Indonesians say being prepared for climate-related disasters helped blunt the impact of the coronavirus pandemic—and that lessons in resilience may mitigate the effects of climate crises in the future.
By Tim Hornyak
The coronavirus pandemic presents different challenges in different countries, but it was never going to be easy in Indonesia, an archipelago of more than 500 islands and 274 million people. In August, Indonesia’s average mortality rate for COVID-19 was 4.68%, down from 8.64% in April, whereas the global average was 3.79%.
But according to development workers, the fight against coronavirus is getting a boost from an unexpected source: climate preparedness.
Some 40% of Indonesians are already at risk from hazards such as floods, landslides, and droughts. Extraction of groundwater, coupled with rising sea levels, has threatened the capital, Jakarta, and communities on Java, the world’s most populous island.
To the east, the island of Lombok has also seen flooding associated with climate change. Pendem, a village of 7,500 on Lombok, set up a community-based disaster management program (KMPB, kelompok masyarakat penanggulangan bencana in Indonesian) in 2018, for example. Because the KMPB was already in place, it was able to swing into action on 2 March, when Indonesia recorded its first coronavirus case. The KMPB in Pendem organized local residents in barring outsiders from hamlets, distributing COVID-19 information, preparing handwashing facilities, and observing quarantines for returnees.
Those who self-isolated received daily health checks by KMPB members and did not break quarantine, according to World Neighbors, an Oklahoma-based nonprofit that helped establish KMPBs in 127 villages in Indonesia. Villages that were part of the disaster risk reduction program were able to mobilize a lot quicker than those that were not, said Edd Wright, Southeast Asia regional director for World Neighbors. Local officials had also established close connections with the federal government’s disaster management agency and knew where to look for and how to access disaster funds.
World Neighbors doesn’t yet have data to support a link between preparedness and pandemic outcomes—only the testimony of village leaders. Months into the pandemic, however, many of those leaders are working to establish data collection protocols.
“The key to a good disaster response is data collection—knowing what is needed,” said Bapak Adi, an official with Lembaga Studi Pengkajian Lingkungan (Institute for Environmental Assessment Studies), a World Neighbors partner organization in Indonesia. “Part of our training focuses on postdisaster data collection. Our disaster management groups were at the forefront of surveying the needs of their communities during the early days of the pandemic and quickly contacting government and accessing available resources by providing good quality data, whereas villages outside our program area experienced many errors in data collection because they did not have trained personnel.”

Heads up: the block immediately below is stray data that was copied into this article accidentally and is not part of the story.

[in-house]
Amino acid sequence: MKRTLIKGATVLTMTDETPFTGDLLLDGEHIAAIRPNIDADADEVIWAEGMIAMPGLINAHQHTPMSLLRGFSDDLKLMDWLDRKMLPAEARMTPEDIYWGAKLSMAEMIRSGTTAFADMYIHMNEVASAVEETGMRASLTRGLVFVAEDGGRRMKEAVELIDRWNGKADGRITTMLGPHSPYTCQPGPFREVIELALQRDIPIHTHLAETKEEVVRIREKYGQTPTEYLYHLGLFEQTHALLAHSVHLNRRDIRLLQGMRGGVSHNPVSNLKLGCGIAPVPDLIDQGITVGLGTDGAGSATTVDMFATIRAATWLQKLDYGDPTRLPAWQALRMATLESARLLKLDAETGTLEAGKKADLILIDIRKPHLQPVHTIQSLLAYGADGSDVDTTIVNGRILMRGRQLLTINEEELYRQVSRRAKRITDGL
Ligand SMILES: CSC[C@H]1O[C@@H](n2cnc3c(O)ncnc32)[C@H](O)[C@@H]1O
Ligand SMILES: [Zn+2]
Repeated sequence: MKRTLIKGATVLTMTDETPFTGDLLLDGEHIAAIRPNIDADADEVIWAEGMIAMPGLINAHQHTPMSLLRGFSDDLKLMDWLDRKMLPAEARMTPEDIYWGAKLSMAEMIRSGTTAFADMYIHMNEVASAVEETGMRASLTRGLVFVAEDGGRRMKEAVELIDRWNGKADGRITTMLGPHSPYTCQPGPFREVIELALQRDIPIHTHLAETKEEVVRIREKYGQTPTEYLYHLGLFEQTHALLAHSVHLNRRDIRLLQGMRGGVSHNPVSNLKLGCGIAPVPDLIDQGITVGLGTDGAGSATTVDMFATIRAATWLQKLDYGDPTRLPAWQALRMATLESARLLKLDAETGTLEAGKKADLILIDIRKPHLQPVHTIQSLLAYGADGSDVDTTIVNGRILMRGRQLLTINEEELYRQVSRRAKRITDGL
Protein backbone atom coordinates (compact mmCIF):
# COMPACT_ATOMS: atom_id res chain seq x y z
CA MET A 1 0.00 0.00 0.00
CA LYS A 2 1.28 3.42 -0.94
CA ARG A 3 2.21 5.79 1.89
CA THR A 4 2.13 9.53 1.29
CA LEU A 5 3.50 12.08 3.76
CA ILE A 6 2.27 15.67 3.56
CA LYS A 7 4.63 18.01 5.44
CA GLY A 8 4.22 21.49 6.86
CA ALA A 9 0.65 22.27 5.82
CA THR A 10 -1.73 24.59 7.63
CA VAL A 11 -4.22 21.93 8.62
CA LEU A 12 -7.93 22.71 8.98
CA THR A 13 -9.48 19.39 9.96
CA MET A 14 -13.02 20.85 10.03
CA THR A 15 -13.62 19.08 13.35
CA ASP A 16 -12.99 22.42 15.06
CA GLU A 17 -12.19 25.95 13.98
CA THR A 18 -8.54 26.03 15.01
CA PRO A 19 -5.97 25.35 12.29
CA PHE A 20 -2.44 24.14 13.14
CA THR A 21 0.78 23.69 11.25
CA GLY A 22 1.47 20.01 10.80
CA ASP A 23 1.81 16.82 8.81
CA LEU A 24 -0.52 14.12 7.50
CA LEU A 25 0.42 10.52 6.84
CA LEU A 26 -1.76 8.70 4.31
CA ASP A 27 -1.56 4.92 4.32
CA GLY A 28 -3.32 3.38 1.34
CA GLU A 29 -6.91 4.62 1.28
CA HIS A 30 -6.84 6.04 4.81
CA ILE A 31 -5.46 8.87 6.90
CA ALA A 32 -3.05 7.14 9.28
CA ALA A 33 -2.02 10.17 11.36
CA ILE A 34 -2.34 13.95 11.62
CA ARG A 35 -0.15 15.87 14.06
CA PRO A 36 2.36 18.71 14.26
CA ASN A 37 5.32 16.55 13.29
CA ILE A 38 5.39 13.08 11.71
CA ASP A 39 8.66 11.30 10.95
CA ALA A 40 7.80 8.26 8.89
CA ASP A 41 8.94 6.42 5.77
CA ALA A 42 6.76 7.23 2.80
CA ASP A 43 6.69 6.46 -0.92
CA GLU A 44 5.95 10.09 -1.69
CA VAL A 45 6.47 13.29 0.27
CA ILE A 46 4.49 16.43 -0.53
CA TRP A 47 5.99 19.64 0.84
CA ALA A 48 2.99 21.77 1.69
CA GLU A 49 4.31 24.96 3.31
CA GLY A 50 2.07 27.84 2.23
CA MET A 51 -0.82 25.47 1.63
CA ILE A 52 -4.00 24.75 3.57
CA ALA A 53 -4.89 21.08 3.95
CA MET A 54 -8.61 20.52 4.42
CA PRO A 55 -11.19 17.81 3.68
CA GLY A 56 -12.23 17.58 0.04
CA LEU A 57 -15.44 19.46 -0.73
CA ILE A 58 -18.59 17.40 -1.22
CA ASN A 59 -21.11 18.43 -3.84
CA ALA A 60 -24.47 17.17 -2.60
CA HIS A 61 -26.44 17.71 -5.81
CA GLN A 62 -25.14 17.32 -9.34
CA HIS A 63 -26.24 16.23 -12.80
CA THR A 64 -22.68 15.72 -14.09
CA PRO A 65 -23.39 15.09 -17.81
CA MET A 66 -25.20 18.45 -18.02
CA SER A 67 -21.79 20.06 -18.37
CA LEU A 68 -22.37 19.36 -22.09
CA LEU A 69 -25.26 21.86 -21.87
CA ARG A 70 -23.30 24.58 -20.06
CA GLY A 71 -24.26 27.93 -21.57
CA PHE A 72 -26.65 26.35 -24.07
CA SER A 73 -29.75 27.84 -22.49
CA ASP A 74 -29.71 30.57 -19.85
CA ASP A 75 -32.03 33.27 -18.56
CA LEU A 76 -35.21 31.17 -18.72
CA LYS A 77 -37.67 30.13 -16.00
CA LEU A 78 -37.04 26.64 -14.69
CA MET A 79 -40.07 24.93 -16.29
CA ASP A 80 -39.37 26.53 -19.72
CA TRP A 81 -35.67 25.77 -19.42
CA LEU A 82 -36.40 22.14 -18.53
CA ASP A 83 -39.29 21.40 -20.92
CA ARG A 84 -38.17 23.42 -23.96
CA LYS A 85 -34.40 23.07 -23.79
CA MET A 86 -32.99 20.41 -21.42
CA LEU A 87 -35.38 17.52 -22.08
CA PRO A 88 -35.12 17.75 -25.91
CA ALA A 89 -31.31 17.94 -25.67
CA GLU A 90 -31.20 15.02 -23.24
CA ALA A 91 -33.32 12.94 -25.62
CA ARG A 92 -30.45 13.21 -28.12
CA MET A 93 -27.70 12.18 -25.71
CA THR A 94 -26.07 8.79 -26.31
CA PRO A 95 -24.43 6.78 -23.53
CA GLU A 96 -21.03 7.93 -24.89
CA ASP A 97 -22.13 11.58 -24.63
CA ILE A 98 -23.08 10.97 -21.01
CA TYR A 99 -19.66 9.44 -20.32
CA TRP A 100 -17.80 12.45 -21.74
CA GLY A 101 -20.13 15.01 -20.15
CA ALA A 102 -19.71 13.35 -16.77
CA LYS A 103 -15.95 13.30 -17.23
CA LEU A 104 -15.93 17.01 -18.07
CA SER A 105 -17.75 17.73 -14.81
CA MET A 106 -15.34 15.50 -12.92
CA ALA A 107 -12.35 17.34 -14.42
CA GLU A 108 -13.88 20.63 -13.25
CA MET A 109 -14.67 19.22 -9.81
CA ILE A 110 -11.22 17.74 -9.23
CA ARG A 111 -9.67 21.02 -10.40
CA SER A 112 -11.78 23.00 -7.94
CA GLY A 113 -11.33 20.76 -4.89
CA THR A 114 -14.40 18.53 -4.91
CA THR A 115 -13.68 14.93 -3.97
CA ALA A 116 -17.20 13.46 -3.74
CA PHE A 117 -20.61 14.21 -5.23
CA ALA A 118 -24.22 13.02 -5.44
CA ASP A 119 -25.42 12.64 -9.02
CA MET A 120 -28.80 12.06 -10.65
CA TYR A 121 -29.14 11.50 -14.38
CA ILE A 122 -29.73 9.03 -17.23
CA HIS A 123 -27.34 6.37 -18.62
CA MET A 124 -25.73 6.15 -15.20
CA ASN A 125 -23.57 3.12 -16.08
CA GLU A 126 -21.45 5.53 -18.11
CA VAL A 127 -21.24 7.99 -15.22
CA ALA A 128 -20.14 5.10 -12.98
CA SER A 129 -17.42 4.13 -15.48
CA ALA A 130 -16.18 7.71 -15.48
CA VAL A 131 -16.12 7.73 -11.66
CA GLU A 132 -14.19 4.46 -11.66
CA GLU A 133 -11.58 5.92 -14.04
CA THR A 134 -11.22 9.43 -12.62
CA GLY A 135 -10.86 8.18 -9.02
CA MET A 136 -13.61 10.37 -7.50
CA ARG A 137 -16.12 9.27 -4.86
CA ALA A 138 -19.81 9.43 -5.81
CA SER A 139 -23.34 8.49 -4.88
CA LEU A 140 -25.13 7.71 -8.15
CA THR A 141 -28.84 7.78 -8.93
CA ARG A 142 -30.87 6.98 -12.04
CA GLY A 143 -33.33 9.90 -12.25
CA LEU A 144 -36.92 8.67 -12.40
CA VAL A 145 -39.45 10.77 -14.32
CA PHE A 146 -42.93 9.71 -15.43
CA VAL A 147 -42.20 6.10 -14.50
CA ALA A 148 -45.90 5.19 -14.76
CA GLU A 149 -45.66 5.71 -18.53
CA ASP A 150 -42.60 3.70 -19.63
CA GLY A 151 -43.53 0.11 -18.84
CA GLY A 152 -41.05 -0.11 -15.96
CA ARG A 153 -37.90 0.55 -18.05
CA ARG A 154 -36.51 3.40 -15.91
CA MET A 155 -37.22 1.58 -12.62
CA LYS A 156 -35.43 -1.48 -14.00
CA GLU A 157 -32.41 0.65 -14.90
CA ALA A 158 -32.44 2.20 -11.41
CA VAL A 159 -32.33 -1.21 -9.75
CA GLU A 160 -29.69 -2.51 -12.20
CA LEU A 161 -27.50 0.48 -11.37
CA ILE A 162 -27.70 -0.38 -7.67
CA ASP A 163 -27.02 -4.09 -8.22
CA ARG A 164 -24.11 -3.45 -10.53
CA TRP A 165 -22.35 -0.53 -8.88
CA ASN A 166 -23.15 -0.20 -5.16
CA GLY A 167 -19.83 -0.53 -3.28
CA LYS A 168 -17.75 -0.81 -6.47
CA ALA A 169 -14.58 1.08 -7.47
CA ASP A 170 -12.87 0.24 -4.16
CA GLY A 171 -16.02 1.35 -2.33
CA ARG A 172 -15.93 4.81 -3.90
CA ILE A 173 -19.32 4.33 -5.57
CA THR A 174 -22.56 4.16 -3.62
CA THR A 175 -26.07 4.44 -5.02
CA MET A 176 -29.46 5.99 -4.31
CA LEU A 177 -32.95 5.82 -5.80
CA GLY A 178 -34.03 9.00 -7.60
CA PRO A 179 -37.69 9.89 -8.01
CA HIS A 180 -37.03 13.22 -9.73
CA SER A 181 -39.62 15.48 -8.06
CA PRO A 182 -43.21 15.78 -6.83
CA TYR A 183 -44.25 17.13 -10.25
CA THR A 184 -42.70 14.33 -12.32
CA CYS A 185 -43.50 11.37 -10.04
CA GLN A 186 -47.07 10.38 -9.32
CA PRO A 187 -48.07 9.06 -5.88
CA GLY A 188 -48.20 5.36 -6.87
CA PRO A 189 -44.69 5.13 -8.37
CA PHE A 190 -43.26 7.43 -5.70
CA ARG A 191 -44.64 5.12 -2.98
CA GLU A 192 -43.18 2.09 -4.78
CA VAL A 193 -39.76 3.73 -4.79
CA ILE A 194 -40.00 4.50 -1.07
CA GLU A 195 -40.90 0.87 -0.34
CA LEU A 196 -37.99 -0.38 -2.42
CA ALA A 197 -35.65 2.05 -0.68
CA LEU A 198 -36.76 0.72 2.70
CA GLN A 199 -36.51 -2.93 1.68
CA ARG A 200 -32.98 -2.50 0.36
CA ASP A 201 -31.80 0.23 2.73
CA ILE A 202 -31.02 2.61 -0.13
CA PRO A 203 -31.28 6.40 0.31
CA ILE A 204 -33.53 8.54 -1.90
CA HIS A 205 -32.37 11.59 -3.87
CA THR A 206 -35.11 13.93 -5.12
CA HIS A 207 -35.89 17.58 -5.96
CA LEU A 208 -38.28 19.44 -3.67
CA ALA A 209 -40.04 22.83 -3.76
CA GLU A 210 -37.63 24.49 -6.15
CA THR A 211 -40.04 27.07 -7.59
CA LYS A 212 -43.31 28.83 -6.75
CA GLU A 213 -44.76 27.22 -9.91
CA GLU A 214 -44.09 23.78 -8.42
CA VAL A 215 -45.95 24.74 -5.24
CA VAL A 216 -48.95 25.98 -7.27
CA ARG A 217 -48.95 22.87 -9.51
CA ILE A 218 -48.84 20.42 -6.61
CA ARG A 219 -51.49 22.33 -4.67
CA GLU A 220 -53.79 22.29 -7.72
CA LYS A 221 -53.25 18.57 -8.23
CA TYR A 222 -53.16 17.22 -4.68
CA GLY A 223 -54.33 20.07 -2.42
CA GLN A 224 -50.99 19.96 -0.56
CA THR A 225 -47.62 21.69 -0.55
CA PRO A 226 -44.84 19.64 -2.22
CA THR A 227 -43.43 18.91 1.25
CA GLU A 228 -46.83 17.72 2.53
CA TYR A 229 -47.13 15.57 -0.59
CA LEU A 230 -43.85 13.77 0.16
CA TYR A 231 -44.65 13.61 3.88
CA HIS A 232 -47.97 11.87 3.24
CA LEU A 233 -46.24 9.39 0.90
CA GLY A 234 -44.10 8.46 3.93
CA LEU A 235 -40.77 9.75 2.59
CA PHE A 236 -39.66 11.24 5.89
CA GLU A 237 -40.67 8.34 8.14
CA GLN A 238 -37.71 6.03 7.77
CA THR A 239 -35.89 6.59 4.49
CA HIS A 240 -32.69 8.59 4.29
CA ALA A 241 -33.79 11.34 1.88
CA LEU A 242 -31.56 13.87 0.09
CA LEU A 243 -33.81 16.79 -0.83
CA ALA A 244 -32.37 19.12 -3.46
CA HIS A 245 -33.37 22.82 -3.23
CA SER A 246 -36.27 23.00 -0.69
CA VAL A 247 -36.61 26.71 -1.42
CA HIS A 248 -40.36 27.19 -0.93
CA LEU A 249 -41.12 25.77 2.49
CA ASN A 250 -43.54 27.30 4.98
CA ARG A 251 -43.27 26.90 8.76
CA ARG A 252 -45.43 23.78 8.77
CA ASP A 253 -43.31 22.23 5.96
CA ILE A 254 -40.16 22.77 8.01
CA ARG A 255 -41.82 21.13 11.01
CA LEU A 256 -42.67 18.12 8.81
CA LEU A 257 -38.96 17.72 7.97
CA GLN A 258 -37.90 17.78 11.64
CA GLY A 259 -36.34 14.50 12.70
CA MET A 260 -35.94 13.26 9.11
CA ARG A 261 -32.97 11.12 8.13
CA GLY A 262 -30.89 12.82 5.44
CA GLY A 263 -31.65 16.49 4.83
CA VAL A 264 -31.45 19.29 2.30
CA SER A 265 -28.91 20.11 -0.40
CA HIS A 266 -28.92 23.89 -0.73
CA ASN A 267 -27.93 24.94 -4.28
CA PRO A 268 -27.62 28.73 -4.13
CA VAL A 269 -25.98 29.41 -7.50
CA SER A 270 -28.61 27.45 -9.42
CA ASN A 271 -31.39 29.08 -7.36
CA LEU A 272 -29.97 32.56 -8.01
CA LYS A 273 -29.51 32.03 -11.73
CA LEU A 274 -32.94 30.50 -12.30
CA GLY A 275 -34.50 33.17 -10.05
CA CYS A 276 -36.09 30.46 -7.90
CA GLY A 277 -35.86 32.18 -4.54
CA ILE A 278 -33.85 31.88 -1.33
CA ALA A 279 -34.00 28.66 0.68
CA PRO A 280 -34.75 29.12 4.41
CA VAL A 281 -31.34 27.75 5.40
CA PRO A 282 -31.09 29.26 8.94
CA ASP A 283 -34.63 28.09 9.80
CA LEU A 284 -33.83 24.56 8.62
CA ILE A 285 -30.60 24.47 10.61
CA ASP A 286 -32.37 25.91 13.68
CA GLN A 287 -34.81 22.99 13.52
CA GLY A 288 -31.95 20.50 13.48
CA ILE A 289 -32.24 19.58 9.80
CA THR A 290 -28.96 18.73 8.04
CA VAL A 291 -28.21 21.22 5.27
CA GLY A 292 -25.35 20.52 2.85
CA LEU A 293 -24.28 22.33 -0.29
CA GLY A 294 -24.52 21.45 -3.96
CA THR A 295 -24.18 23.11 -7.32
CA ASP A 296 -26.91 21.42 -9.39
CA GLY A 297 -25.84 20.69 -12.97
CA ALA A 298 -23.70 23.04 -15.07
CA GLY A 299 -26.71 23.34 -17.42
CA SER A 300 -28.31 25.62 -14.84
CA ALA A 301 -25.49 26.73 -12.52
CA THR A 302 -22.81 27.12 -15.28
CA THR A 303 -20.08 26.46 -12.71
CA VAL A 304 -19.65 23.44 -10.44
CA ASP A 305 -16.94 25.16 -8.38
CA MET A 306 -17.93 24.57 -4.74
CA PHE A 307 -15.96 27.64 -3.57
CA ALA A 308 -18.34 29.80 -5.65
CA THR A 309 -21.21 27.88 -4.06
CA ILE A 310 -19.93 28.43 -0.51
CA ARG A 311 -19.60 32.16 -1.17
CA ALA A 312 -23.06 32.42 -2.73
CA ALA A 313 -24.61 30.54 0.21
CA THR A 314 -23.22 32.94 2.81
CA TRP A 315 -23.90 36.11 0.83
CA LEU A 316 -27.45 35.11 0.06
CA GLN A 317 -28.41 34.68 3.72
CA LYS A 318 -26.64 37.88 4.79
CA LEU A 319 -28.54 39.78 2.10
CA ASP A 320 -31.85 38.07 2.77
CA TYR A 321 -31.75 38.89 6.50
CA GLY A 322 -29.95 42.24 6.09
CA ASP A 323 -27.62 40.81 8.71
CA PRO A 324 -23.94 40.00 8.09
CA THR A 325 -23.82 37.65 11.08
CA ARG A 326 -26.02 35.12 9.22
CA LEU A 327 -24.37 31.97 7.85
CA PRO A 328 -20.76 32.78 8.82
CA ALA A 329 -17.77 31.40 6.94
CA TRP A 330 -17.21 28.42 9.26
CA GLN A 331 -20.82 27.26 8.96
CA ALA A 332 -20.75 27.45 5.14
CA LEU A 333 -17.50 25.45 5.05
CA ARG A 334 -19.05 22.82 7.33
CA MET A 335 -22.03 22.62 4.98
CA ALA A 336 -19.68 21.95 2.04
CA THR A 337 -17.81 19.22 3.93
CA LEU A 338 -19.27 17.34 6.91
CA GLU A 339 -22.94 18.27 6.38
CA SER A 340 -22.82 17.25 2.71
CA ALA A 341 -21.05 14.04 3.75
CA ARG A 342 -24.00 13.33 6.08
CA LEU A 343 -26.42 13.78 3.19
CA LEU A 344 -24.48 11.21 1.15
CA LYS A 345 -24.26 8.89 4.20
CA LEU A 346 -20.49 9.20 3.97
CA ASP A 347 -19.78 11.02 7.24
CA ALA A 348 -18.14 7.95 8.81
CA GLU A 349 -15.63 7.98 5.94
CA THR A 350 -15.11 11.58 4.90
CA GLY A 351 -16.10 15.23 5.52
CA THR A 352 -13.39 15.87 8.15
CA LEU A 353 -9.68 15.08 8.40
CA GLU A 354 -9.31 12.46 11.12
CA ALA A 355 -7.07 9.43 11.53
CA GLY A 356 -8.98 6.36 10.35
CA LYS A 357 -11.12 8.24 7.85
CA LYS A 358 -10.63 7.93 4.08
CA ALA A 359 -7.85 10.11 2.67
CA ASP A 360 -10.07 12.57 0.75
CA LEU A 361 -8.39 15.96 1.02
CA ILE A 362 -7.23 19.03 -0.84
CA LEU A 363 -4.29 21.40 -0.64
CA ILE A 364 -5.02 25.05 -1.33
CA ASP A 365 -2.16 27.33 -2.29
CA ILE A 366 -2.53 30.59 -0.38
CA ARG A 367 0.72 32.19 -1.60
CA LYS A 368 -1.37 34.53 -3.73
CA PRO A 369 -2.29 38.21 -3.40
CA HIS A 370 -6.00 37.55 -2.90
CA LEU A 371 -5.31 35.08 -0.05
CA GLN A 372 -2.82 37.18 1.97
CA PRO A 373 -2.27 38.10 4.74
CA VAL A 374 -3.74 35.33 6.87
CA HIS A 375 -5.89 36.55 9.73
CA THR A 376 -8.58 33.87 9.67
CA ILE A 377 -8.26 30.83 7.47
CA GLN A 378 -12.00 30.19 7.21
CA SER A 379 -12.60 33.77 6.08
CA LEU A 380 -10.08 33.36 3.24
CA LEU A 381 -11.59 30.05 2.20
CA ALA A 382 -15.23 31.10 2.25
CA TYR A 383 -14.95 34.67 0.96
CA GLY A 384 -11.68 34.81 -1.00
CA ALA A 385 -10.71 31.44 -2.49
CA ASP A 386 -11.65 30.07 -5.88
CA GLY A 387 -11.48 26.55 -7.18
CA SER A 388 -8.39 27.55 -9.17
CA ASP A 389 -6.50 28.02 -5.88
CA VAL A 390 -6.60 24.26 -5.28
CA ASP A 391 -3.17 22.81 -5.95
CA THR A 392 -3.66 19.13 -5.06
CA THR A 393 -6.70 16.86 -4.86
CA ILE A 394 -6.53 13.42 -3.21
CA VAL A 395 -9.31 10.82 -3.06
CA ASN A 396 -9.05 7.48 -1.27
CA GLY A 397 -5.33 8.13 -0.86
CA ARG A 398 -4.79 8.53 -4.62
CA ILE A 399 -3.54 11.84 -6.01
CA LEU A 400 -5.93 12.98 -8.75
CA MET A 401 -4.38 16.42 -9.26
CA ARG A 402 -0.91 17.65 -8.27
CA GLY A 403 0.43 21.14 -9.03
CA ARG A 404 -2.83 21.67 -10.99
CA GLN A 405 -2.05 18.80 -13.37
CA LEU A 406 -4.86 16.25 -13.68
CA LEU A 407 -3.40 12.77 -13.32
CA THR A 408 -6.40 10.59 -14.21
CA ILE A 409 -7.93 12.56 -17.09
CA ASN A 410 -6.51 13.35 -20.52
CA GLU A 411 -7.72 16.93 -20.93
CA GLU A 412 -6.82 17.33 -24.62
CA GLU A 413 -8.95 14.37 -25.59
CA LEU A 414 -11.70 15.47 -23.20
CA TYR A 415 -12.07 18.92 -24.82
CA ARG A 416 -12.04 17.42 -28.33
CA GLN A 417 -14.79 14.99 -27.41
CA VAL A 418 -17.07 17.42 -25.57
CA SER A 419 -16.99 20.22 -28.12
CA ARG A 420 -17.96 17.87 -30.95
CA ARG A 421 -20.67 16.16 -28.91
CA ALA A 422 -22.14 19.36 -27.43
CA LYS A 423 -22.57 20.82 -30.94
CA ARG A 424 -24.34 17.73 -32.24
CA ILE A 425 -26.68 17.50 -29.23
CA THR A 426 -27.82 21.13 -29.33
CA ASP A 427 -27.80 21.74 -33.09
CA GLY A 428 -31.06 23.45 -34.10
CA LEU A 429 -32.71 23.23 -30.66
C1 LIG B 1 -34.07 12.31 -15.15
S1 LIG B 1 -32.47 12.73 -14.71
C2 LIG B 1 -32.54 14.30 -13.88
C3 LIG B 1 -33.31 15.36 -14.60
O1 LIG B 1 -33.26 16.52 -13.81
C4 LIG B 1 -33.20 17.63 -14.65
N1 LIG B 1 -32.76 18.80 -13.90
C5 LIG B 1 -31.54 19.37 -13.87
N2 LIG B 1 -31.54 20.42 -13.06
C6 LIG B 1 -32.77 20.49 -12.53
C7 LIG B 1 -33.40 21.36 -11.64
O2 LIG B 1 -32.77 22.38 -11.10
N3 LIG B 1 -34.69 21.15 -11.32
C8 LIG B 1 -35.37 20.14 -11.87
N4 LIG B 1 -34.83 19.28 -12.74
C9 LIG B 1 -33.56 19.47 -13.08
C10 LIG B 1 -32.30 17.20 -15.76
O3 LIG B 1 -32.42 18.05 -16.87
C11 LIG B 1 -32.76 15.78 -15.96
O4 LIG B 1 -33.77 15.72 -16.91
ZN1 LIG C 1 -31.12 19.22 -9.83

The twin threats posed by the coronavirus and climate change have caught the popular imagination. In one editorial cartoon, COVID-19 is depicted as a tsunami threatening a city, but it’s dwarfed by a second, labeled “recession,” which in turn is dwarfed by a third, labeled “climate change.”
But climate change is not a separate danger—it’s part of the new threat environment. In sub-Saharan Africa, for instance, warming temperatures could favor the spread of dengue, chikungunya, and other viruses, according to a recent Lancet article. This confluence of emerging pandemics with atmospheric and ocean warming has stoked fears that chronically underfunded public health systems will not be able to cope. In May, more than 40 million health professionals wrote a letter to G20 leaders urging that climate action be part of the COVID-19 recovery.
“A warmer, less predictable climate means greater health risks for people,” said Mary C. Sheehan, a faculty associate at Johns Hopkins Bloomberg School of Public Health. “For example, storm surges can lead to injury, and longer-term risk of depression and PTSD; extreme heat can increase risk of cardiovascular and kidney disease; smoke waves from wildfires put respiratory health at risk.”
However, lessons from the COVID-19 pandemic that fall into five strategies—governance, information, services, determinants, and capacity—can be applied to climate change preparedness, Sheehan wrote in an International Journal of Health Services article authored with Mary A. Fox, an assistant professor at the school.
“We saw some of the failures in response to the pandemic reflective of weaknesses we may see in response to climate-related challenges,” said Sheehan. “For example, lack of availability of personal protective equipment such as N95 masks translates from COVID-19 to wildfire-related smoke waves. We also saw in successful COVID-19 strategies some lessons for building public health capacity to meet climate challenges. For example, South Korea’s strong public messaging on COVID-19 prevention or Singapore’s strengthening of public health capacity to track and trace COVID-19 cases were both examples of how to bolster public health to respond to climate-related hazards.”
—Tim Hornyak (@robotopia), Science Writer
This article originally appeared on eos.org on November 6, 2020.